James Murphy Says His Tumor Not Cancerous

Because James Murphy’s face is not hotter than that cleavage and because her boobs make me feel less bummed about tumors

That’s a fucking relief and a half.

Florida-based producer James Murphy — best known for his guitar work with Testament, Death, Obituary, Disincarnate, and, oddly, Cancer — recently revealed a new growth, close to where he had those cancerous tumors removed in 2001, had been discovered, but that it was small.

Now, he’s saying that it’s not cancerous. Surgery is not needed, and the tumor will be treated pharmacologically.

“A lot of you keep saying the ‘C’ word… I’ve been as clear as possible from the start that my tumor was/is, as I’ve understood [from] my doctors, not cancerous,” he says.

“At least not of the kind that spreads rampantly around the body. It was quite large originally, and I was close to the worst of all possible outcomes before the surgery that saved my life in 2001, but my tumor was/is a fully encapsulated pituitary adenoma.

“I know it’s a fairly normal response to the word ‘tumor’ to think of cancerous tumors, but I don’t want to detract from the plights of those with actual malignancies by not correcting the misperception that mine is of that nature,” Murphy adds. “The tumor I have can grow, and has grown a bit since my previous MRI from 18 months ago, and that can cause serious problems for me certainly, even death were it to grow large enough again… but it won’t spread into other structures; it can only grow larger and push into other organs, putting pressure on them or strangling them. That’s my understanding at least, and is why I was nearly blind when it was discovered originally, as it had pushed outward to my optic nerves… and also why I had memory issues, as it pressed into other parts of my brain from below.”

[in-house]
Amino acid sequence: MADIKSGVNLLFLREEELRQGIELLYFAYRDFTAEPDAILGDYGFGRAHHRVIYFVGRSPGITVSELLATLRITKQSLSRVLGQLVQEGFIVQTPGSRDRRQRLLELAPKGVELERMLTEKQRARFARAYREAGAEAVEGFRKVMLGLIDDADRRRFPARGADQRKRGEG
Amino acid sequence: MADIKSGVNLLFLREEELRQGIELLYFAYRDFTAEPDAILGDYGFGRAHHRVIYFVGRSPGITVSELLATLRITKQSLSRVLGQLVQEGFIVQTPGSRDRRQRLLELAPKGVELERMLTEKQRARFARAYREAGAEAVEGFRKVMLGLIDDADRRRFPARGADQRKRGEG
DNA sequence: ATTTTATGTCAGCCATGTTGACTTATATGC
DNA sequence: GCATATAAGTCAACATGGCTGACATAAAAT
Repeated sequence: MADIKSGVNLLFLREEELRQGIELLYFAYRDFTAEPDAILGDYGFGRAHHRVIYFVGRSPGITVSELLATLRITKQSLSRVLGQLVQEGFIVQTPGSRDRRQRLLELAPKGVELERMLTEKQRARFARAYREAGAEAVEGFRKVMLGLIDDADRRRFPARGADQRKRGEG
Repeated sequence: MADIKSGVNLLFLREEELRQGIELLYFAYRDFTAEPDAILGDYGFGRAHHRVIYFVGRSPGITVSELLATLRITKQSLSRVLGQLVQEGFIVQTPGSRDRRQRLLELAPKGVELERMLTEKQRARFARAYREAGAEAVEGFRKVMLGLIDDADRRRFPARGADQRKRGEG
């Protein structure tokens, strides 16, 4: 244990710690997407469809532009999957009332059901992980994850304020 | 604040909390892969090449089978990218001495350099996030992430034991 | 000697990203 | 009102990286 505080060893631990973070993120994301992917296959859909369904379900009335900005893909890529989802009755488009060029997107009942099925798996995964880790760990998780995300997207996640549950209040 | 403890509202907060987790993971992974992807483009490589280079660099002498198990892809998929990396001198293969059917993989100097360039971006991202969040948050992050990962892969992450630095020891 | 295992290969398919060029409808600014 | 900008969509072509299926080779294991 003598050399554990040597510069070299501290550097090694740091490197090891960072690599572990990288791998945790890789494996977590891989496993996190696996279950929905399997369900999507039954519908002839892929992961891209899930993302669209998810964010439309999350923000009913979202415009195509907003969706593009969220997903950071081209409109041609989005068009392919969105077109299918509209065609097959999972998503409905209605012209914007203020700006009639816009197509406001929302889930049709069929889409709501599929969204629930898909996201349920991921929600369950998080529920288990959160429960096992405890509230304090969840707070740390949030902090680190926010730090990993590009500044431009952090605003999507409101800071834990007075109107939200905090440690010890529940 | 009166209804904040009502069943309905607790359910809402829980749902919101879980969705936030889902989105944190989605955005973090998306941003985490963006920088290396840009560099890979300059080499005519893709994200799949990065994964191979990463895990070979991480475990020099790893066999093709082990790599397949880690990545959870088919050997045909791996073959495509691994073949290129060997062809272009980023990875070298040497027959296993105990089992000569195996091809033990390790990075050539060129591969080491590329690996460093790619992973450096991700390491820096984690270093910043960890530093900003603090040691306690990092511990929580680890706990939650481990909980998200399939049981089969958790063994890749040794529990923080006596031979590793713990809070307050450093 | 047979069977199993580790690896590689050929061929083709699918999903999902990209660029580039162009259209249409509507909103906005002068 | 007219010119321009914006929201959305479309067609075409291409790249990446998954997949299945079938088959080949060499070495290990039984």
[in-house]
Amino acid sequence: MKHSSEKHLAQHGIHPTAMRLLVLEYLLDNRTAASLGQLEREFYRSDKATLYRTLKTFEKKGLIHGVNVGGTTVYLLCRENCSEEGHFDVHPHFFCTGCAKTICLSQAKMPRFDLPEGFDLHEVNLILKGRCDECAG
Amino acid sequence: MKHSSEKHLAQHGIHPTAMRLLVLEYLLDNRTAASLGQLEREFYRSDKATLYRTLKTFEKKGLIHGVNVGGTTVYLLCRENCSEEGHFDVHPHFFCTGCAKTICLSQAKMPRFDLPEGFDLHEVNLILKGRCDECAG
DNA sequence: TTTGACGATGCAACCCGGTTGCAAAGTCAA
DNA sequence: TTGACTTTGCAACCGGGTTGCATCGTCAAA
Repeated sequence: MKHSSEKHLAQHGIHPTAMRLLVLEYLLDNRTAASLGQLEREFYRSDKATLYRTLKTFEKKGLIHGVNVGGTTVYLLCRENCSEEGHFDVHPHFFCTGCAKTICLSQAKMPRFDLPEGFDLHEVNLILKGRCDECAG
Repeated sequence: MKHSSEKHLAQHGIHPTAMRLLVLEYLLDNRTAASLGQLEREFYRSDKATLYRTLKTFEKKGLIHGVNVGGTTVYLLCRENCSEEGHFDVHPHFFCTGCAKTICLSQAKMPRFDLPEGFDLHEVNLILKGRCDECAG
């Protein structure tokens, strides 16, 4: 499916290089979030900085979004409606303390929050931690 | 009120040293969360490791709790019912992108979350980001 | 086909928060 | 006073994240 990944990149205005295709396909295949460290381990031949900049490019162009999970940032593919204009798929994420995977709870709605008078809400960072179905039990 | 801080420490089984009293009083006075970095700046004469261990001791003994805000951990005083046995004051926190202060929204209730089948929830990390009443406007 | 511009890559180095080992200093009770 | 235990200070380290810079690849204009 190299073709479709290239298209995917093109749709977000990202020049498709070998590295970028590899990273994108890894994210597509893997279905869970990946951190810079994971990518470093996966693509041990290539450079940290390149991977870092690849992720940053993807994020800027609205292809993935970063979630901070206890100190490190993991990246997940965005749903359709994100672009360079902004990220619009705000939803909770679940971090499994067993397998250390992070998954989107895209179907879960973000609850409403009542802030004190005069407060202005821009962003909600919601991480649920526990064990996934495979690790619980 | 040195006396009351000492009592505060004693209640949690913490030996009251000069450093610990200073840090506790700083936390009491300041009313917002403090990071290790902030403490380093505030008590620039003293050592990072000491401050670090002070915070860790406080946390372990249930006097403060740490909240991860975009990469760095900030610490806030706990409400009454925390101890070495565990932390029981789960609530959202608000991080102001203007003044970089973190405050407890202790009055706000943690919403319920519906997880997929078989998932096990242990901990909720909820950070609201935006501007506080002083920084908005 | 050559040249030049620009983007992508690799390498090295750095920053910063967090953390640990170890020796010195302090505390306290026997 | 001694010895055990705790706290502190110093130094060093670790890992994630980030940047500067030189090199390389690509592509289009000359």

“As long as it’s inhibited from getting larger, I’ll be OK… I’ll have to take a prescription to inhibit its growth for the rest of my life, as well as a couple other ‘scripts to normalize the hormone issues caused by the fact that the tumor is on, and essentially part of, the pituitary gland,” he says. “I may have to receive radiation therapy at some point or in the worst case even another surgery, as was my recent scare, but from this particular type of tumor there is no worry of it spreading to other organs or lymph nodes, etc… only the concern of keeping it from becoming larger. The tumor nearly did take me out once, and could yet do so if it began growing unchecked again, so it’s a very serious condition… but it’s not a malignant cancer.”

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